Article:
The recent Attorney General's investigative report about the December incident regarding New Hampshire state representative David Campbell running over and killing a group of ducks has stated that Campbell was “untruthful” and “refused to cooperate.”
Just before the report came out, Campbell announced he will not be seeking re-election, according to WMUR. Though Campbell said his decision had nothing to do with the killing of ducks outside the Crowne Plaza Hotel in Nashua, NH, the ensuing investigation discovered he had been drinking the night he ran over the ducks with his car.
What followed on the night of the incident can only be described as a cover up.
On December 23, 2013, after a holiday gathering at the Crowne Plaza Hotel, state rep Campbell ran over a flock of ducks when he was driving the wrong way out of the hotel's parking lot. A witness reported him to police after attempting to stop him. Allegedly, Campbell simply said the ducks should have gotten out of the way. After exiting the hotel parking area, Campbell later called Nashua police commissioner Thomas Pappas for a ride.
The police investigation lasted 16 days and resulted in a $695 fine and a public apology.
It was later revealed that Campbell had appeared drunk on the night in question. Campbell claimed to have only had a couple of drinks but evidence reported otherwise. Pappas did not call the police until hours later, and Campbell was conveniently unavailable until the next morning. Due to discrepancies in each of their stories, the Attorney General became involved.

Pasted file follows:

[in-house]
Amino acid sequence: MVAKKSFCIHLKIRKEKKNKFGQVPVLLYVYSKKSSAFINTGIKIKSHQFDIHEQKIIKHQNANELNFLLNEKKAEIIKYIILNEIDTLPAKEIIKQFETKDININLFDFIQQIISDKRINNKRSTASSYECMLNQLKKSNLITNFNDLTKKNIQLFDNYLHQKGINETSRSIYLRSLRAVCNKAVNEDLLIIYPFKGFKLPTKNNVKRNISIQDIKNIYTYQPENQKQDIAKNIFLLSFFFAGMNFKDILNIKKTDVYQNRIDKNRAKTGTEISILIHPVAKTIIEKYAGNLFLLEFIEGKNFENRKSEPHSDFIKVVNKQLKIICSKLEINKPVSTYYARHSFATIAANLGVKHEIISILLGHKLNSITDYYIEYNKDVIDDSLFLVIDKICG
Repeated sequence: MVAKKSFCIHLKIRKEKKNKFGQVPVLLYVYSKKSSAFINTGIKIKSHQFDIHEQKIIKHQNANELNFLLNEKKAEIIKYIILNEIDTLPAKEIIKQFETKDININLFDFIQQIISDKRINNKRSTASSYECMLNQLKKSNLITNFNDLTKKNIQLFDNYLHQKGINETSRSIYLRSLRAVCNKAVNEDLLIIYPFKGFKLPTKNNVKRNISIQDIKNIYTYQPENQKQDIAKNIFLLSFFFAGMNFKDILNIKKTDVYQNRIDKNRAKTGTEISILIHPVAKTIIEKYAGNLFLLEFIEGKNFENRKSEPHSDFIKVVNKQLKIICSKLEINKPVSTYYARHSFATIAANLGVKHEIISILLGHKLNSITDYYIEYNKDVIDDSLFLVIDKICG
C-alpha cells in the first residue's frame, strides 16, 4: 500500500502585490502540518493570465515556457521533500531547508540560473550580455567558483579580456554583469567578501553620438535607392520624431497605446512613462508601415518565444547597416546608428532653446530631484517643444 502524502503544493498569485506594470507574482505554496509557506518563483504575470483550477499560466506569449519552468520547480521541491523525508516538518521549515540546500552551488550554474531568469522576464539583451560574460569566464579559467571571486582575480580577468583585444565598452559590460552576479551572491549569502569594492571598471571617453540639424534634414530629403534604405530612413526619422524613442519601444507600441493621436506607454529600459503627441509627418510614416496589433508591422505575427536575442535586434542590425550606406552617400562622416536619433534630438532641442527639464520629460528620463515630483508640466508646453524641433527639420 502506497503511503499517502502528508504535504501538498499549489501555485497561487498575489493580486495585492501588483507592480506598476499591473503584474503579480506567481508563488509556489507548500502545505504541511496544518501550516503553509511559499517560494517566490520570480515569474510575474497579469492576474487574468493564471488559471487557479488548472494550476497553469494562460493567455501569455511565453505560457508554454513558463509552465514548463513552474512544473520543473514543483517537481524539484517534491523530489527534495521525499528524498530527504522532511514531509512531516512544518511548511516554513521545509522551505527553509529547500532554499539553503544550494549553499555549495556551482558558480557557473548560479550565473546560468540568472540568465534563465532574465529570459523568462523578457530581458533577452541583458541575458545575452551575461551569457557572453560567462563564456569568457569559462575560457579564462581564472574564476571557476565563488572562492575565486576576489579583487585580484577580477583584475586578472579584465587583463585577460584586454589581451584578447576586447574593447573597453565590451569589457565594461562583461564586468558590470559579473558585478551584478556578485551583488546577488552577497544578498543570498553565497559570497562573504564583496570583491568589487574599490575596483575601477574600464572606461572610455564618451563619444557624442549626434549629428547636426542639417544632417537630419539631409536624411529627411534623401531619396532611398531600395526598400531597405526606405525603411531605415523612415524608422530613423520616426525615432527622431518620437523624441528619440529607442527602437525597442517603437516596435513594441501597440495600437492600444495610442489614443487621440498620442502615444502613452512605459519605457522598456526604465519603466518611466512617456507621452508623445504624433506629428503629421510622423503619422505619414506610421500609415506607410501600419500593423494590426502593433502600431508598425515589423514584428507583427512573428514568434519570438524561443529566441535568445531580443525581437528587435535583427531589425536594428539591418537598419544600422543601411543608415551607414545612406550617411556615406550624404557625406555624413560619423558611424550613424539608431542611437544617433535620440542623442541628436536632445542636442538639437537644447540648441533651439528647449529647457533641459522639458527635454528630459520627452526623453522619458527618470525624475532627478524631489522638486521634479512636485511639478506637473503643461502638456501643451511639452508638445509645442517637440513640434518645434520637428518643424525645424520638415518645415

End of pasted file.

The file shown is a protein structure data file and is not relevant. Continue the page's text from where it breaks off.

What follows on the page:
In light of the duck killing and resulting actions, Pappas resigned, stating he “deeply regretted” his part in it all.
The 14-page AG report stated “Campbell refused to cooperate with the Attorney General's investigation” and that Campbell's statement regarding being unavailable because of a dead phone “was likewise untruthful.” Further, the report stated that because Campbell and Pappas had discussions about legal matters in the past, “Campbell attempted to create such a privilege” <regarding attorney-client relationship> “to prevent Pappas from revealing their discussions about the incident.”
The Attorney General concluded that though “Campbell's and Pappas' versions of the events in many regards are simply not credible, their actions do not give rise to criminal violations.”
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